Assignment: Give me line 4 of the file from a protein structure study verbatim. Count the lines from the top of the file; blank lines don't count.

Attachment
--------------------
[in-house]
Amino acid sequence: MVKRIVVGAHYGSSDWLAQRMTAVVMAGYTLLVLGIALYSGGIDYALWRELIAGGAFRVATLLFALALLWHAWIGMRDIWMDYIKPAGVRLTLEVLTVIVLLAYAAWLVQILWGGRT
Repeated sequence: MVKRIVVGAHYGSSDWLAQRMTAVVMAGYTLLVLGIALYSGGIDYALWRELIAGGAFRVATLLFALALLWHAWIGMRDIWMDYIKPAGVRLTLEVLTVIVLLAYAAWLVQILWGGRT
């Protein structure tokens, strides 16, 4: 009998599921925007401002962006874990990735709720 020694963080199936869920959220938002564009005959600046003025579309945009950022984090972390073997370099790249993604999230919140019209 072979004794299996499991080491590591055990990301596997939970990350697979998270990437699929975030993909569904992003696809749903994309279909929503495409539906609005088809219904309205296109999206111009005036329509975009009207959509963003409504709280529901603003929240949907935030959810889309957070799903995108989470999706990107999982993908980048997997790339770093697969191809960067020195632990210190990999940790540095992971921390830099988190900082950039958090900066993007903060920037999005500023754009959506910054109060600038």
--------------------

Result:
């Protein structure tokens, strides 16, 4: 009998599921925007401002962006874990990735709720 020694963080199936869920959220938002564009005959600046003025579309945009950022984090972390073997370099790249993604999230919140019209 072979004794299996499991080491590591055990990301596997939970990350697979998270990437699929975030993909569904992003696809749903994309279909929503495409539906609005088809219904309205296109999206111009005036329509975009009207959509963003409504709280529901603003929240949907935030959810889309957070799903995108989470999706990107999982993908980048997997790339770093697969191809960067020195632990210190990999940790540095992971921390830099988190900082950039958090900066993007903060920037999005500023754009959506910054109060600038």